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Worklessness in London: disentangling structural

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Migration and the London economy
key developments
Ian Gordon
Geography Department / LSE London
London School of Economics
Conference on �Migration and the transformation of London: in
international perspective’, LSE, 27th June 2014
London’s New Migrant Workforce
• Among London’s working age pop (not in education)
• 37% came from abroad in past 30 years (26% in past 15)
• Split 3:1 poor:rich country origins
• tho’ many others from Rich Cs have come and gone
60% have higher/age21+ qualifications [cf 51% UK born]
85% male migrants are working [cf. 82% UK-born]
• tho’ only 65% females [cf. 76% UK born].
• just 3% are claiming benefit [cf 4% UK-born]
• migrant hourly pay 14% below UK-born on average
• tho’ gap only 10% for those in UK 15-30 years
• and wide rich/poor country contrast : +14% versus -27%
• Not simple dualisation
• Great variety of migrants / experiences
• But linked to both ends of this (very unequal) city economy
At the Bottom End of the Labour Market
• In worst paying 20% of jobs:
• half
of all London workers are (post-’84) migrants
• including half of new migrants from poor countries
•though these progressively move on over time
• Crowding-in depresses wages in this quintile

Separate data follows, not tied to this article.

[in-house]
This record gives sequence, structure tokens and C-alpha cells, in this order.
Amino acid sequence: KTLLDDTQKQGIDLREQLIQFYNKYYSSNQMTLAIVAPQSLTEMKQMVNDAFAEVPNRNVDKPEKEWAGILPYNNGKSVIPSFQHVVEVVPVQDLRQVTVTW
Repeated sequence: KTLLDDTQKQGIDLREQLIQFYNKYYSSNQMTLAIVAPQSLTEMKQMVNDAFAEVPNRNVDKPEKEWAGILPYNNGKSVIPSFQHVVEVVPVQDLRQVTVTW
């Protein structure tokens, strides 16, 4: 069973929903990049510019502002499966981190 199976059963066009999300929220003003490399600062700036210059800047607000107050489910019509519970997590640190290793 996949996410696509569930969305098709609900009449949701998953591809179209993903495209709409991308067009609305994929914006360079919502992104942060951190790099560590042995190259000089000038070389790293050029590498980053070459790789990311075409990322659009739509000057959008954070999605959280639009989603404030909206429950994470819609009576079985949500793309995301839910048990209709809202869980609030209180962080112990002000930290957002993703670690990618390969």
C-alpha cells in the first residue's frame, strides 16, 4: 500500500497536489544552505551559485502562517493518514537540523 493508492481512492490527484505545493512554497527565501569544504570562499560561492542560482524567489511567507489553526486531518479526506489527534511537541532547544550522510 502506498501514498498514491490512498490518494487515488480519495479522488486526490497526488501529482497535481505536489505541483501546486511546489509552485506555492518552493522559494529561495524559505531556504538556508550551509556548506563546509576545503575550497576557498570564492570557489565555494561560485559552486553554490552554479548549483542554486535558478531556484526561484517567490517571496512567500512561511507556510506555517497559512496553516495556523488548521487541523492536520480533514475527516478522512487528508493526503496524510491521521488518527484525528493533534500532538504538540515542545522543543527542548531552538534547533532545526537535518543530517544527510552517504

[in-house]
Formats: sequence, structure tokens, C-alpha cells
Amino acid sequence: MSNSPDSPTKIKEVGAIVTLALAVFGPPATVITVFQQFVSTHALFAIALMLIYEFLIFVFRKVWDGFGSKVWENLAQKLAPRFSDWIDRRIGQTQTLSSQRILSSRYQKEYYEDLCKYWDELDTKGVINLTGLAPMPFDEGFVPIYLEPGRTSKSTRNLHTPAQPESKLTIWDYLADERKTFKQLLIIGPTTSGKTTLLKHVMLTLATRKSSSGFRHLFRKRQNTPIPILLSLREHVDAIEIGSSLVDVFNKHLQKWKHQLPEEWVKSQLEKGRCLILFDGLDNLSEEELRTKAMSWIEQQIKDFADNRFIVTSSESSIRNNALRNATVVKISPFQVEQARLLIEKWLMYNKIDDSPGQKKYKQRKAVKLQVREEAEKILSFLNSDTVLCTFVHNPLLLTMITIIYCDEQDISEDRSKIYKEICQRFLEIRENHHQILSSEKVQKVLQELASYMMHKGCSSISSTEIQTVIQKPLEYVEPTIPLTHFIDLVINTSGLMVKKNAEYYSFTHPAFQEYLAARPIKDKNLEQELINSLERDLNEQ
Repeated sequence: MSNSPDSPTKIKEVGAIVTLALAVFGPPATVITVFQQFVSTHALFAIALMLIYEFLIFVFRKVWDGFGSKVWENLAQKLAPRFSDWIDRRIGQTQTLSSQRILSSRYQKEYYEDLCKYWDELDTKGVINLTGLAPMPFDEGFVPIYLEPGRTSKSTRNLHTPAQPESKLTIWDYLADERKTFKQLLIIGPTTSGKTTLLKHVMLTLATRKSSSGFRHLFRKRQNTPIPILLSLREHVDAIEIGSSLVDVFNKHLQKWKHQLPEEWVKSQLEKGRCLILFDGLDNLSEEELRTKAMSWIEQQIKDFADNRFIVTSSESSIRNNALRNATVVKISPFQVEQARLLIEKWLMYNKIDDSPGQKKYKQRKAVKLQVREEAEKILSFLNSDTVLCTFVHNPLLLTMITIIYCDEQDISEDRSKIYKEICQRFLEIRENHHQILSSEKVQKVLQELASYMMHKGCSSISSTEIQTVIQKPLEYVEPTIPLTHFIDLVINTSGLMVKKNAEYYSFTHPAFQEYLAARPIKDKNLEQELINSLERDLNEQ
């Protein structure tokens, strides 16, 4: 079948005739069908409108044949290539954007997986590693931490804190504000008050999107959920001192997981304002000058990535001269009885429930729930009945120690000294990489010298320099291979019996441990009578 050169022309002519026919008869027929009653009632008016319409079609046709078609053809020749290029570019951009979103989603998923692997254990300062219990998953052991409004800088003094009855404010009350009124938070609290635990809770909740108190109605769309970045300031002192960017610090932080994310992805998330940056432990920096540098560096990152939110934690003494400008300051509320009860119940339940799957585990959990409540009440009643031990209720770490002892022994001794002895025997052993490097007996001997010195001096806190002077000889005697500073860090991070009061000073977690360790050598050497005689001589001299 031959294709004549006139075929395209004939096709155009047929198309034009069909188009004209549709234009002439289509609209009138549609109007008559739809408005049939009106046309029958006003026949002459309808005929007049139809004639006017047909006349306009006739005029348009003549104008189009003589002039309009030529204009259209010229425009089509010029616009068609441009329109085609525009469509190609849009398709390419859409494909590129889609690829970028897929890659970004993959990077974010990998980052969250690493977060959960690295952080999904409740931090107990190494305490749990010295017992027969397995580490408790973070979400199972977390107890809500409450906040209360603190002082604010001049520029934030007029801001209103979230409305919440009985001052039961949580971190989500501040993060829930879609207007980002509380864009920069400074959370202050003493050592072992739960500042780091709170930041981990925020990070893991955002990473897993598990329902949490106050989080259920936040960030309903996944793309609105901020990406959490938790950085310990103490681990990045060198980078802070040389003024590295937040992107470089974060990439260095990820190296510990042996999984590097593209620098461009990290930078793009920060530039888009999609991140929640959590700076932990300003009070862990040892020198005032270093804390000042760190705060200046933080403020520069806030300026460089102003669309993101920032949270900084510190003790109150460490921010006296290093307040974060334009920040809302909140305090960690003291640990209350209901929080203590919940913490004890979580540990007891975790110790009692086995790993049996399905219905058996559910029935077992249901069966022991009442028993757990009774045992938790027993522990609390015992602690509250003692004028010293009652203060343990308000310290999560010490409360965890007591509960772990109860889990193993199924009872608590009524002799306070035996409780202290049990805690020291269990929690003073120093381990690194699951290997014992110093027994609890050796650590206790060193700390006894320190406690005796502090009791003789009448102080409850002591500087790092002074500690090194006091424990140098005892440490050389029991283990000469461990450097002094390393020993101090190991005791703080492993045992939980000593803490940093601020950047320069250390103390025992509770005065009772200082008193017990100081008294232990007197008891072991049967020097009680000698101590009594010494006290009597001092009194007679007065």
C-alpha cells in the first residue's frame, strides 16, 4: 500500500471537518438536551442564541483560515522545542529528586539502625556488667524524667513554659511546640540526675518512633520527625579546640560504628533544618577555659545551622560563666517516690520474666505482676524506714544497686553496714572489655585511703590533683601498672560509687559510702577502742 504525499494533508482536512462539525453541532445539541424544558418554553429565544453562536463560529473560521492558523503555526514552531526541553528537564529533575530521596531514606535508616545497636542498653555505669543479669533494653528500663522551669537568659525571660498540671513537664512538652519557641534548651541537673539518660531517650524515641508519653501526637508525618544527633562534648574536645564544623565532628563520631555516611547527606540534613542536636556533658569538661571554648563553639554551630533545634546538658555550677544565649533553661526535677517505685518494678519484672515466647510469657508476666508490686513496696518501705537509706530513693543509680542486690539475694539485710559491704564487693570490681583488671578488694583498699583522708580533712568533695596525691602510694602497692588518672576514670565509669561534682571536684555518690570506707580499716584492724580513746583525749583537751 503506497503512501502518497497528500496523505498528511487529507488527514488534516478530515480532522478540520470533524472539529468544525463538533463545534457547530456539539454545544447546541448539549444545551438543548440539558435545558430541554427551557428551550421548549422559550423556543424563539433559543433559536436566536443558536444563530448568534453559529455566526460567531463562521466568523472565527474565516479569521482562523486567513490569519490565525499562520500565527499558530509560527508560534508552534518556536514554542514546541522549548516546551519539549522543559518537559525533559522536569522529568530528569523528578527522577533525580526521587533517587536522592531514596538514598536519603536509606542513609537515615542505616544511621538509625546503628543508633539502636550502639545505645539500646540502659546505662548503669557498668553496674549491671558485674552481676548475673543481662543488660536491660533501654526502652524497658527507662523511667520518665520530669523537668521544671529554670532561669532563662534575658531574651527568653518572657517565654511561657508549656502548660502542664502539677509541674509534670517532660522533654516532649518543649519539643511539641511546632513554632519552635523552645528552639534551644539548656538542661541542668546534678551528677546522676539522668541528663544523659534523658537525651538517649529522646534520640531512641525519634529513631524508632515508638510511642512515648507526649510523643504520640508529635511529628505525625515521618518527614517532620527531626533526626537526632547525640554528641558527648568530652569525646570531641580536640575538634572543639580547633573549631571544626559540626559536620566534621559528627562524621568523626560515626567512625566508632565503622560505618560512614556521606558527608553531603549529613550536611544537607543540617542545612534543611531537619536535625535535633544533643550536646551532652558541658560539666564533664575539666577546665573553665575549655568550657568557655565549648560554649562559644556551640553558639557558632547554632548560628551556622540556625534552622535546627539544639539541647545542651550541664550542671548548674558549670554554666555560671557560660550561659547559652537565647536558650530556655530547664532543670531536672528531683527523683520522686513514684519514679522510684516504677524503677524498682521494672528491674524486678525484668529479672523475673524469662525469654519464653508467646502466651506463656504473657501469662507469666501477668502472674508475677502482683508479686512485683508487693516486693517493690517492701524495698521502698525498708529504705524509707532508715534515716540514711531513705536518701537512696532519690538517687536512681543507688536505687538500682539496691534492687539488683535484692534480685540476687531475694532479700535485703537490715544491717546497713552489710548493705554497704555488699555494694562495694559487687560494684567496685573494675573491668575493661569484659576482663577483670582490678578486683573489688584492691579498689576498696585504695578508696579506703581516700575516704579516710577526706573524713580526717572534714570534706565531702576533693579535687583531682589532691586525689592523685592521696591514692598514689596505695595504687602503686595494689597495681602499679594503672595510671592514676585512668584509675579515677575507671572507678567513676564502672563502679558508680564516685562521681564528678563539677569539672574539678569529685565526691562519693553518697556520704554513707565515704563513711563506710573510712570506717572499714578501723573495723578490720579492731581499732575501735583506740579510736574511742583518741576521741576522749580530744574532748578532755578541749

• by up to 15% in wake of peak inflow around 2000
• national minimum wage scarcely moderates this in London
• Has stimulated increase in this segment of jobs
• But lowered work incentive for all marginal groups
• with significantly fewer reporting interest in paid work
At Top End
• Proportion of highly qualified migrants:
• always has been higher in London than in RUK
• but boosted since introduction of point-based controls
• now c.94% for rich countries and c. 70% for poor countries
• Still issues raised about impact on high skill recruiting
• but half of Tier 2 admissions coming to London jobs
• 25-30% to City/Westminster/Tower hamlets alone
• part of general link to finance/ITC and big cities
• as elsewhere, many on intra-company transfers
• including IT workers notably from India
• May be positive impacts on innovation
• but not as strong/clear yet as for US
• especially on commercialisation
• might depend a lot on which migrants
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